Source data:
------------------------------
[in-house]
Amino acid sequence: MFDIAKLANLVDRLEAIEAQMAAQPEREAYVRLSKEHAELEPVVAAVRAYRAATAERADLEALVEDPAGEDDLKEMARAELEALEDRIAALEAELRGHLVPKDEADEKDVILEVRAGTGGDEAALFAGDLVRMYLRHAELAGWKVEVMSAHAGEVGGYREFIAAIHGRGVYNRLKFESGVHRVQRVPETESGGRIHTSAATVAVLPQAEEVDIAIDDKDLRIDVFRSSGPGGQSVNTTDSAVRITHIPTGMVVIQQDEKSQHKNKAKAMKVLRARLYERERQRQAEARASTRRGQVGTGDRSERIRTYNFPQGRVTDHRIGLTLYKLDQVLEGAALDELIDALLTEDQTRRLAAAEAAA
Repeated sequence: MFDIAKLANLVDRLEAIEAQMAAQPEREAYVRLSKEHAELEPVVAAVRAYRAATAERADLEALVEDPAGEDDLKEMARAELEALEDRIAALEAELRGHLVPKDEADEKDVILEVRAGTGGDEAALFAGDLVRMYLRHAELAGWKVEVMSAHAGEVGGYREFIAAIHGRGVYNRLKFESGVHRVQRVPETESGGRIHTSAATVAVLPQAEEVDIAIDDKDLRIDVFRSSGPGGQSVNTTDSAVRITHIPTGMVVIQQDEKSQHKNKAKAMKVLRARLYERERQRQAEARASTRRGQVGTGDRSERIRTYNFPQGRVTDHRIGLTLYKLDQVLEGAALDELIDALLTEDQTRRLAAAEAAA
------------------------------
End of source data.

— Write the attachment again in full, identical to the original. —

[in-house]
Amino acid sequence: MFDIAKLANLVDRLEAIEAQMAAQPEREAYVRLSKEHAELEPVVAAVRAYRAATAERADLEALVEDPAGEDDLKEMARAELEALEDRIAALEAELRGHLVPKDEADEKDVILEVRAGTGGDEAALFAGDLVRMYLRHAELAGWKVEVMSAHAGEVGGYREFIAAIHGRGVYNRLKFESGVHRVQRVPETESGGRIHTSAATVAVLPQAEEVDIAIDDKDLRIDVFRSSGPGGQSVNTTDSAVRITHIPTGMVVIQQDEKSQHKNKAKAMKVLRARLYERERQRQAEARASTRRGQVGTGDRSERIRTYNFPQGRVTDHRIGLTLYKLDQVLEGAALDELIDALLTEDQTRRLAAAEAAA
Repeated sequence: MFDIAKLANLVDRLEAIEAQMAAQPEREAYVRLSKEHAELEPVVAAVRAYRAATAERADLEALVEDPAGEDDLKEMARAELEALEDRIAALEAELRGHLVPKDEADEKDVILEVRAGTGGDEAALFAGDLVRMYLRHAELAGWKVEVMSAHAGEVGGYREFIAAIHGRGVYNRLKFESGVHRVQRVPETESGGRIHTSAATVAVLPQAEEVDIAIDDKDLRIDVFRSSGPGGQSVNTTDSAVRITHIPTGMVVIQQDEKSQHKNKAKAMKVLRARLYERERQRQAEARASTRRGQVGTGDRSERIRTYNFPQGRVTDHRIGLTLYKLDQVLEGAALDELIDALLTEDQTRRLAAAEAAA